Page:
Burnout is a major problem in our society. We want more, more, more, and work, work, work. That doesn’t jive with yogic ways.
“We see essentially a rat race,” said Dr. Khalsa. “We need to be able to change our life meaning and purpose. Modern medicine is incapable of doing this.” Our current system is “disease care, not health care,” he asserts.
As mentioned in his books, “Your Brain on Yoga, A Harvard Medical School Guide,” and “The Principles and Practice of Yoga in Health Care,” Khalsa points to compelling scientific evidence. Yoga and meditation can change our brains, and our lives. Yoga is a stress buster and a positive mental attitude booster.
Research done in conjunction with Austin's Yoga Yoga confirmed that yoga minimizes stress. Furthermore, studies of young musicians at Tanglewood found that after just six weeks of a yoga practice, they were more “in the zone” and had increases in mindfulness and the flow state and improvements in mood.
Mindfulness is a buzz word now. So is organics. Yet, the vast majority of Americans still don’t get with the program. Not surprisingly, non-communicable diseases, many of which are stress-induced or stress-aggravated, are at all at time high. The United States is tops in obesity.
“Modern medicine does not emphasize self-regulation, self-care, or mind-body awareness (which yoga does). The public expects immediate gratification and that's a problem. Patients don't feel they have to do anything. We are spending more, and are less healthy. The only strategies doctors use are fear.”
Fortunately, the bell tide is starting to turn. Dr. Dean Ornish conducted research in conjunction with the Centers for Medicare and Medicaid Services for 16 years. In 2010, Medicare began to reimburse costs for Ornish’s lifestyle-based program. So, in essence, Medicare recognized yoga therapy for heart disease.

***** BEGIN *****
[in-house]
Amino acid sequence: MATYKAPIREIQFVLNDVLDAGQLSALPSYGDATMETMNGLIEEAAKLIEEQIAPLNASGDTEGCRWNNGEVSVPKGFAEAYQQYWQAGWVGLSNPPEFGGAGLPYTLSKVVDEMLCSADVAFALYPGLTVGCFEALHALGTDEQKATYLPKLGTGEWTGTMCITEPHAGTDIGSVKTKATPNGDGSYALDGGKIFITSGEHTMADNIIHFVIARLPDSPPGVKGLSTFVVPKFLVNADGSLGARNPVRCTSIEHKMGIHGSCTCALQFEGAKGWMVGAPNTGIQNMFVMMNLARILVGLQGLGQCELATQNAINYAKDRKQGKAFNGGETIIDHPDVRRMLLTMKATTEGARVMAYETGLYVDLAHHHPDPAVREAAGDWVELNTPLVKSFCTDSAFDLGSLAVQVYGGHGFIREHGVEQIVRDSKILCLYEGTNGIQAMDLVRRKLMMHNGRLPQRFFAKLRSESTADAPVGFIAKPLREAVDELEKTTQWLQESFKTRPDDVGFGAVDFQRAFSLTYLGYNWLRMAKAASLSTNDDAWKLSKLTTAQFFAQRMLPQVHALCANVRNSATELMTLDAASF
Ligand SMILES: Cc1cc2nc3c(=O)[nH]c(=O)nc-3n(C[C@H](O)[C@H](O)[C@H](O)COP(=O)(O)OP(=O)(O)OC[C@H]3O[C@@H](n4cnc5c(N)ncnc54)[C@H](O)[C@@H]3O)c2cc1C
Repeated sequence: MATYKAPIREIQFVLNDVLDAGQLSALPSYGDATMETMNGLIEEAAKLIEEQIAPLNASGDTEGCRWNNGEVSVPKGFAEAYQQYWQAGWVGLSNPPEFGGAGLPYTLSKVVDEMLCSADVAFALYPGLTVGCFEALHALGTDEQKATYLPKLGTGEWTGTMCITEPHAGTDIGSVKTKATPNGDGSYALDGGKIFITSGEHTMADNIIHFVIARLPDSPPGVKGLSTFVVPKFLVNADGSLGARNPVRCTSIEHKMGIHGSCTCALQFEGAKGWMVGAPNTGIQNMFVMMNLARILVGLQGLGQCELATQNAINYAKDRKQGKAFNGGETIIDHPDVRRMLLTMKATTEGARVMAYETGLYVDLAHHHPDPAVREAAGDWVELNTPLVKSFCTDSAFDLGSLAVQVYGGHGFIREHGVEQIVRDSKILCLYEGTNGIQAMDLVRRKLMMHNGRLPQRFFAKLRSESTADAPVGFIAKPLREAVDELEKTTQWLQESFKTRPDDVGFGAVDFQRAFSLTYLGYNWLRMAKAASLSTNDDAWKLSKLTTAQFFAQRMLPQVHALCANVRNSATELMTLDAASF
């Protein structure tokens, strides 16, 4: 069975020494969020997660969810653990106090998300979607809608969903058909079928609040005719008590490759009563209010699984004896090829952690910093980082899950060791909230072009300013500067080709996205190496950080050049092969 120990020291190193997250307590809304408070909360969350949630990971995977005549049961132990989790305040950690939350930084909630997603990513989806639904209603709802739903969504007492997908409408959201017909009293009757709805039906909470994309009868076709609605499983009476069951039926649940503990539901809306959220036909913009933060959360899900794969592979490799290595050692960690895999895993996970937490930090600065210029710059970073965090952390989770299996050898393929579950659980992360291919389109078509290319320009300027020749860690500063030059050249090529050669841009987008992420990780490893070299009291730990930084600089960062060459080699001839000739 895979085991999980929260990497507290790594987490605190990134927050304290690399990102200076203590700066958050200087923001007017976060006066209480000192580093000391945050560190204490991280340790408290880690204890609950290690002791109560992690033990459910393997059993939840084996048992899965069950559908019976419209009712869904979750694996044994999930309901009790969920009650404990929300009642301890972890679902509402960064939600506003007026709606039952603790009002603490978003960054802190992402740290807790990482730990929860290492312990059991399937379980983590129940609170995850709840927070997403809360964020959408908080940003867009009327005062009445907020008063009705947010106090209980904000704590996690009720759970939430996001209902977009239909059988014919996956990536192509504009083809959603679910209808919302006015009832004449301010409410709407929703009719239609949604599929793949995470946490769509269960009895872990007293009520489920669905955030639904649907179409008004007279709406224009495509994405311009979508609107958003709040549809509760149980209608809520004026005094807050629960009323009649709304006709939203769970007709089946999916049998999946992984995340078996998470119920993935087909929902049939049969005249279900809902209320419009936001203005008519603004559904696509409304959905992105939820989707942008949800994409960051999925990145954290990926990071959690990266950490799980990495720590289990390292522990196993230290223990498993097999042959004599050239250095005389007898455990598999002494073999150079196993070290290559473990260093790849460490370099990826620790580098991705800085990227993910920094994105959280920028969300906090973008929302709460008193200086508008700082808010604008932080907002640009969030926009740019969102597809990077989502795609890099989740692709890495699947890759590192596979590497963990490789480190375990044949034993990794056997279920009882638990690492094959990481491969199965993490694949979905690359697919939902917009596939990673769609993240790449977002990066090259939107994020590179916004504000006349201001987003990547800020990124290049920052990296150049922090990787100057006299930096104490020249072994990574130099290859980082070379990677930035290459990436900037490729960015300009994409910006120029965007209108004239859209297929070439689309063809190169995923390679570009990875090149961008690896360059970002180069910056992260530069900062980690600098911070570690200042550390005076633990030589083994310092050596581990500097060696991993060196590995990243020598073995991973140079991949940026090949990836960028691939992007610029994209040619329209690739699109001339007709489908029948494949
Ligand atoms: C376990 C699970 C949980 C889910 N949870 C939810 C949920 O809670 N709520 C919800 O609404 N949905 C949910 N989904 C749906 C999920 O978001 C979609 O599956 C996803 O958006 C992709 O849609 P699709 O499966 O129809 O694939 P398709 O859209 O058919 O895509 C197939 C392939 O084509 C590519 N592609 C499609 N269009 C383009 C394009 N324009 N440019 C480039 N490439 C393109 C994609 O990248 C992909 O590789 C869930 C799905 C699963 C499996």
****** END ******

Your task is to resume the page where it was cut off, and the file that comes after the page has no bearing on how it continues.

Dr. Khalsa is in tune with Dr. Ornish, who wrote the forward to Khalsa’s “The Principles and Practice of Yoga in Health Care.” Change must be from the bottom up, both in respect to wellness, and our failing medical system.
Likewise, John Weeks, editor of the Journal of Complementary Medicine lectured at SYTAR. Weeks acknowledged one of the problems with healthcare in our society is that wellness does not incentivize.
That said, he agreed that mainstream medicine is getting the hint. Weeks referred to Donald Berwick, the former administrator of the Centers for Medicare and Medicaid Services. In fact, Berwick has openly stated we need change agents. The Harvard-trained pediatrician, influenced by Jon Kabat Zinn and Dr. Ornish, has fought relentlessly to improve the state of health care. Consequently, his takeaway is that we must create health.
Similarly, in The Huffington Post, Weeks mentioned a survey among health care professionals. Namely, 84 percent agreed that “Complementary and alternative medicine is a tool of our deeper mission of transformation which will only be successful if we help birth in the U.S. a thriving industry of health creation.”
In conclusion, Weeks says, “A huge door to such a transformation is swinging open.”